Refinements In Love is a hardcore effort from Carlos Tobalina that
bills itself as a cross between the Mondo films, I am Curious Yellow, and hardcore. I see nothing in common with the Mondo films or the I am Curious
films. Actually, it is a series of hardcore scenes tied together and justified
by the "redeeming social importance" of a mockumentary about changing sexual
mores which zeroed in on the hypocrisy of then-president Richard Nixon.
Some years earlier, Lyndon Johnson had commissioned a panel of 18 to study
pornography and its effects on society, and to recommend appropriate
report advised that all laws regulating pornography for adults be removed
because the pornography was not only harmless to adults, but often strengthened
marriages. The panel suggested that the government exercise no control of
sexual-oriented material other than to restrict the public display of certain
kinds of porn, and to take steps to keep it from minors. The commission also
strongly advocated detailed sex education for all school students.
By the time the majority report was ready, Nixon was in office. The lengthy
report, which contained a great deal of research study data, was leaked to the
press a few days before the official release, and the administration went
postal. The Nixon camp tried to suppress the report, and then the President
very strongly against it, declaring "I have evaluated that report and
categorically reject its morally bankrupt conclusions and major
recommendations." In other words, he made it clear that the "Dick" in
"Tricky Dick" simply stood for "Richard."
The film, in a supposed interview, discusses the stupidity of Nixon's
actions, and suggests that it was unscrupulous politicians, trying to excite the
voting public by creating a threat to "American Values," who were the cause of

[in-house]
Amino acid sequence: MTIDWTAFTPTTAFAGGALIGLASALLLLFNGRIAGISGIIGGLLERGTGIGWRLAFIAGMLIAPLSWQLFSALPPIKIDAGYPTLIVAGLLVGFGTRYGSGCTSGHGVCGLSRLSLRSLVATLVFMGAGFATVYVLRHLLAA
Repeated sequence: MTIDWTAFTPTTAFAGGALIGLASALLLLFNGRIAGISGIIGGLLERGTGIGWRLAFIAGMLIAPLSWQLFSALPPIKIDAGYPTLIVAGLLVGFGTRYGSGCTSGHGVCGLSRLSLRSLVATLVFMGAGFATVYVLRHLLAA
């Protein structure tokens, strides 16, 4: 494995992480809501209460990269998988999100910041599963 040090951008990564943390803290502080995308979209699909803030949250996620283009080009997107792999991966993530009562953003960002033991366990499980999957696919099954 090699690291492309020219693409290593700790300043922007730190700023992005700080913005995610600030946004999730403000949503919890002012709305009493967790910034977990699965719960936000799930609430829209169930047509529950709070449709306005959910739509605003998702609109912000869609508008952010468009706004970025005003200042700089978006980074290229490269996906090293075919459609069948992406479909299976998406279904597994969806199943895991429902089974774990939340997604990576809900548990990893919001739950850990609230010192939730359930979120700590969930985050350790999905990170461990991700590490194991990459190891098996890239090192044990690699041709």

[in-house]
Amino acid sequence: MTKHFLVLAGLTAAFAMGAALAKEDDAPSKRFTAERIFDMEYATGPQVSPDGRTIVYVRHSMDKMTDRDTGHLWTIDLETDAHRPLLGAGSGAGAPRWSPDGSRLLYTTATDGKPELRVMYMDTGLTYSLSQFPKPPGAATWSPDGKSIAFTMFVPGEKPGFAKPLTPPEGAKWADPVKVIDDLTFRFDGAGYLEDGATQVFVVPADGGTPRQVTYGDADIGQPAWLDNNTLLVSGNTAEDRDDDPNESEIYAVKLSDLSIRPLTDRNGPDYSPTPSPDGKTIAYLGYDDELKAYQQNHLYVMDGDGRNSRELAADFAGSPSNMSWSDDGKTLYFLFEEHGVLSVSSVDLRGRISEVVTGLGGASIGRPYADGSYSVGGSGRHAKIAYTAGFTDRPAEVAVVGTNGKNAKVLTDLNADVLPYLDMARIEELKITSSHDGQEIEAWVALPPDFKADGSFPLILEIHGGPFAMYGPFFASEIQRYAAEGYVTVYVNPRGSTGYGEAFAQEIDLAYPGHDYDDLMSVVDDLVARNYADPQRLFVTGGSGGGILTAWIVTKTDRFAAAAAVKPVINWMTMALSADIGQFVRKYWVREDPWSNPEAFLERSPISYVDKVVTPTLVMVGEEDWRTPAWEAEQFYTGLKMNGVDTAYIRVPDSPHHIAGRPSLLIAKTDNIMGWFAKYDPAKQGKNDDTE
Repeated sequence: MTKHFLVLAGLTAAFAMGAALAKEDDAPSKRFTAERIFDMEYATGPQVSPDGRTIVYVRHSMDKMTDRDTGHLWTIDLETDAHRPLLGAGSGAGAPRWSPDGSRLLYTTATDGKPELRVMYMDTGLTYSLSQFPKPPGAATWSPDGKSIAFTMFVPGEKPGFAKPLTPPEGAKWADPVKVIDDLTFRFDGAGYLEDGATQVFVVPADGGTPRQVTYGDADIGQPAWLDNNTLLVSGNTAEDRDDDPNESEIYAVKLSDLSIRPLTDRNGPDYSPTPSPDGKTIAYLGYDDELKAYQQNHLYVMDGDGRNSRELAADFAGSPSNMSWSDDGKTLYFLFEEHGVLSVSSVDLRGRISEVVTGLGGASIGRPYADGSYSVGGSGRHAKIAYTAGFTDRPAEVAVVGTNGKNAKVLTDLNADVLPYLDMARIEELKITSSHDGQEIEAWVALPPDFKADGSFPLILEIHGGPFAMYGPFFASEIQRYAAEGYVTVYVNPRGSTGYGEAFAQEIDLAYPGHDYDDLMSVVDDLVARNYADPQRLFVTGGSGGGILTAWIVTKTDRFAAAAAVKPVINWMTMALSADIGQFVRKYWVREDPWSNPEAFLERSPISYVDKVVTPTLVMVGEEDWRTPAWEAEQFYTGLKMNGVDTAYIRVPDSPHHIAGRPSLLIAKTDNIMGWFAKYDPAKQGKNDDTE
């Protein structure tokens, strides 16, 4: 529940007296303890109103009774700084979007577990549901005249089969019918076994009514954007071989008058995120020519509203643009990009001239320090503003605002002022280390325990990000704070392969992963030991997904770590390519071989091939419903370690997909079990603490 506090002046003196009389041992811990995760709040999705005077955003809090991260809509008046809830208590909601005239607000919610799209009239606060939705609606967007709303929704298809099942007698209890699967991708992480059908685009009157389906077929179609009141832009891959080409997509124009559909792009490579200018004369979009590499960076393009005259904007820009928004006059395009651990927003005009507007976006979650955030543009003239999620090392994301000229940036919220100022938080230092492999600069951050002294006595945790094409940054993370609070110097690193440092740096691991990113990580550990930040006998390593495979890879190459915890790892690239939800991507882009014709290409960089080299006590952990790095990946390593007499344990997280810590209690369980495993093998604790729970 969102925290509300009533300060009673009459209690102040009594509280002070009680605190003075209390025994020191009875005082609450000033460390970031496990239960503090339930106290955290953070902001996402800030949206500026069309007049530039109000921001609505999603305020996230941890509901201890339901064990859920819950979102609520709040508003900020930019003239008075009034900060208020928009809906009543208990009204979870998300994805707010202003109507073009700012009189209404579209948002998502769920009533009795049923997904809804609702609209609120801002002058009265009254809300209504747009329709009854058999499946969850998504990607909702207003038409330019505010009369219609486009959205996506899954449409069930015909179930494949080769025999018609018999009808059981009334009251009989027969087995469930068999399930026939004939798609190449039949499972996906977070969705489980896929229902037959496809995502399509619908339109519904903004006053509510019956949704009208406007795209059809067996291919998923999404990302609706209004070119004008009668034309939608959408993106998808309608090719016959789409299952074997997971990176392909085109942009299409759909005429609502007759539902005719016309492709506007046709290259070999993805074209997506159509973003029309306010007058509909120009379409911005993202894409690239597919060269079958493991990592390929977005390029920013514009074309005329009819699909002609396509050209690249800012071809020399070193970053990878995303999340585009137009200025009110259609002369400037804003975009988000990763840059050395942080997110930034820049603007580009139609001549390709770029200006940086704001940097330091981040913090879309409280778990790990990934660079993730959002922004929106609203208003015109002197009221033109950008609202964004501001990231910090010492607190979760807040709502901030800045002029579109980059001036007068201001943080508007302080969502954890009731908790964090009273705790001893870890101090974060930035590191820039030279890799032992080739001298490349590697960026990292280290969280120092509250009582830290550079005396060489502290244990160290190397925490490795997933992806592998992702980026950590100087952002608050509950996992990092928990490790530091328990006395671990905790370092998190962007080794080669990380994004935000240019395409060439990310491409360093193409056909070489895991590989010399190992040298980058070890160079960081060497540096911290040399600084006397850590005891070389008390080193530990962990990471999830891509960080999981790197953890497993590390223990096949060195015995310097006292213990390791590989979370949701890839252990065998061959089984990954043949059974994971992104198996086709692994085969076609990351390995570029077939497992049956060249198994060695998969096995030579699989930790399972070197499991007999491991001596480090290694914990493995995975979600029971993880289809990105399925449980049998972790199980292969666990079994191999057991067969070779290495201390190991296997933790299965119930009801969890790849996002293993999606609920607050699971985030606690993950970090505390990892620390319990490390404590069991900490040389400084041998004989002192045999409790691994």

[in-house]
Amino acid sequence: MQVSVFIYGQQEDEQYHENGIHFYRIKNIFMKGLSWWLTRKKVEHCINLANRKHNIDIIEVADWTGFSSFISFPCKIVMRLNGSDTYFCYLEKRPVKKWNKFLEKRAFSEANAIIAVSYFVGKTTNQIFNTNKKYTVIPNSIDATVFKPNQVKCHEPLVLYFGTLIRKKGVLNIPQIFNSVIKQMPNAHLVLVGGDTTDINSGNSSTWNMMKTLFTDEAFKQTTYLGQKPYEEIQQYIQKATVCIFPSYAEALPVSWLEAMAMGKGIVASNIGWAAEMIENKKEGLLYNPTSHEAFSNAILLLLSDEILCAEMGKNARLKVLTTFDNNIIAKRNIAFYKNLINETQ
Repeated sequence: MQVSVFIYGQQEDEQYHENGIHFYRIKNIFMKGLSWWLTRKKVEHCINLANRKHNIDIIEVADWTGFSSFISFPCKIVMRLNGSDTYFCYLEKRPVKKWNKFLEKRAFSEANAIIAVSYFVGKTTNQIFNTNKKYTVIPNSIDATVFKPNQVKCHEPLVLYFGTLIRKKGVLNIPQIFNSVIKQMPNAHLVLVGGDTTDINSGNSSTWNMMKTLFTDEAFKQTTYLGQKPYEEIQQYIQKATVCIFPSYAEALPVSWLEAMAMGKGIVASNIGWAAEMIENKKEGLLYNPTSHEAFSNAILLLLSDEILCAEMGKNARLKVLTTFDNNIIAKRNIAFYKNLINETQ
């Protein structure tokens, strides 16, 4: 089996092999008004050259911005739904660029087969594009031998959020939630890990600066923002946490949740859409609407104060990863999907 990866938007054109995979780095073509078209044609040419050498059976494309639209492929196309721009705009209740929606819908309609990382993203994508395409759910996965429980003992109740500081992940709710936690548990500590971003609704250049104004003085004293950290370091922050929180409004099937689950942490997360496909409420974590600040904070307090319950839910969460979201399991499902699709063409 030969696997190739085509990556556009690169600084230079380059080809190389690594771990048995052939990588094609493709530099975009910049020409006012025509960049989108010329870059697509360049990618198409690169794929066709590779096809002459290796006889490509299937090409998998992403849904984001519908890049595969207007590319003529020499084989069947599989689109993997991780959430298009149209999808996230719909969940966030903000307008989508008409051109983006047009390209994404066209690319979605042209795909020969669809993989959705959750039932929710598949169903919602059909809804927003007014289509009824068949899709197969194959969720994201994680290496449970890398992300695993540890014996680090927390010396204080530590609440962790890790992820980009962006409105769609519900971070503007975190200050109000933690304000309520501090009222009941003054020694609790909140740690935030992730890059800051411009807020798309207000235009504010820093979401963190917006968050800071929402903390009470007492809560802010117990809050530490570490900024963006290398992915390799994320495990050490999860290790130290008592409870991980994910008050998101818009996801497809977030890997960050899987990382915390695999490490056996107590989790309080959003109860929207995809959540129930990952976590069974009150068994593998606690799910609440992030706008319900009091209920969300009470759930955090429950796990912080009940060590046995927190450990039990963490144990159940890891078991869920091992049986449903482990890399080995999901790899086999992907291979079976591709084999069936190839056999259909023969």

the ridiculous moral restrictions and persecutions in the US. The film ends by
zooming out from a contented post-coital couple, showing these words:
IF SEX IS OUTLAWED, ONLY OUTLAWS WILL HAVE SEX
To which we would have responded, "Right on, brother. Power to the people." Years later, when the libertarian zeitgeist of the seventies had dissipated,
President Reagan formed his own study group, the Meese Commission, which
dutifully found porn harmful and proposed ways to combat it.
Wrong on, brother. Power back to The Man.
The politics are used to justify a rather routine sex film. Rene Bond, and
several early porn actresses do show everything, and oral and vaginal sex is
clearly shown, but the film stops shy of anything too kinky like money shots or
anal. The best surprise for viewers is a scene with Rene Bond before
her breast enhancement. I had previously thought her hard core career started
after the boob job.
There was plenty of product placement, including baby oil, baby powder,
cigarettes (the film was against them) and water beds. There was even a song
about bouncing together on their water bed. The film was down on telemarketers,
suggesting disconnecting the phone before sex. It advocated getting medical help
if necessary to improve your sex life, but cautioned against quacks, giving the
example of a doctor who "uses his body as a tool" to give his nympho patient her
first real climax and cure her.
The original was not in good shape, but the DVD producers did the best they
could to remaster it, resulting in a watchable transfer. Unfortunately, there
was nothing they could do to change the fact that this was not a good hardcore
sex film to begin with, and the redeeming social merit is not strong enough to